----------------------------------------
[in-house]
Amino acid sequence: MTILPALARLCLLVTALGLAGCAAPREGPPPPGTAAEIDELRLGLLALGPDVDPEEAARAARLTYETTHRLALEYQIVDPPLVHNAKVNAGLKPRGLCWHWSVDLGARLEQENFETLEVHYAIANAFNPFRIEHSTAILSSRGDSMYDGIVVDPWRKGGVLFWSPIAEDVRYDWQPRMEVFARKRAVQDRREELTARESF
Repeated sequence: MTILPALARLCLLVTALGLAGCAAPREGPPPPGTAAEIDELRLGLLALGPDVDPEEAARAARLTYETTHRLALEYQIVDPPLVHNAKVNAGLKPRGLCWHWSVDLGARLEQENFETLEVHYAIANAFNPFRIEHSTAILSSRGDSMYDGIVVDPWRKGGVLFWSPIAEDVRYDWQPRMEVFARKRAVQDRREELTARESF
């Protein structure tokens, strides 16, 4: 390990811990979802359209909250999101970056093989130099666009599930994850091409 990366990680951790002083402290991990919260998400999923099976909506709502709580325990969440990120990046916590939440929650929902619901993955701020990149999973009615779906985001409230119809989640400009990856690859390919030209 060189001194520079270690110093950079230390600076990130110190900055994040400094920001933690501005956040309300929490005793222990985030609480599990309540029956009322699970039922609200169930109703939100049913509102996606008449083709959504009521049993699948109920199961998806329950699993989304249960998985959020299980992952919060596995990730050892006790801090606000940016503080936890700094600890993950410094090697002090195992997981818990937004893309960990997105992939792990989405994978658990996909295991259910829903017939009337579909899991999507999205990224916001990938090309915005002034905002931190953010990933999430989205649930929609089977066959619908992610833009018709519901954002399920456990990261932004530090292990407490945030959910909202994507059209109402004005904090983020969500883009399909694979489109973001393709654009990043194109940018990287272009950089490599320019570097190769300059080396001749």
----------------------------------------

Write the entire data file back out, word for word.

[in-house]
Amino acid sequence: MTILPALARLCLLVTALGLAGCAAPREGPPPPGTAAEIDELRLGLLALGPDVDPEEAARAARLTYETTHRLALEYQIVDPPLVHNAKVNAGLKPRGLCWHWSVDLGARLEQENFETLEVHYAIANAFNPFRIEHSTAILSSRGDSMYDGIVVDPWRKGGVLFWSPIAEDVRYDWQPRMEVFARKRAVQDRREELTARESF
Repeated sequence: MTILPALARLCLLVTALGLAGCAAPREGPPPPGTAAEIDELRLGLLALGPDVDPEEAARAARLTYETTHRLALEYQIVDPPLVHNAKVNAGLKPRGLCWHWSVDLGARLEQENFETLEVHYAIANAFNPFRIEHSTAILSSRGDSMYDGIVVDPWRKGGVLFWSPIAEDVRYDWQPRMEVFARKRAVQDRREELTARESF
């Protein structure tokens, strides 16, 4: 390990811990979802359209909250999101970056093989130099666009599930994850091409 990366990680951790002083402290991990919260998400999923099976909506709502709580325990969440990120990046916590939440929650929902619901993955701020990149999973009615779906985001409230119809989640400009990856690859390919030209 060189001194520079270690110093950079230390600076990130110190900055994040400094920001933690501005956040309300929490005793222990985030609480599990309540029956009322699970039922609200169930109703939100049913509102996606008449083709959504009521049993699948109920199961998806329950699993989304249960998985959020299980992952919060596995990730050892006790801090606000940016503080936890700094600890993950410094090697002090195992997981818990937004893309960990997105992939792990989405994978658990996909295991259910829903017939009337579909899991999507999205990224916001990938090309915005002034905002931190953010990933999430989205649930929609089977066959619908992610833009018709519901954002399920456990990261932004530090292990407490945030959910909202994507059209109402004005904090983020969500883009399909694979489109973001393709654009990043194109940018990287272009950089490599320019570097190769300059080396001749």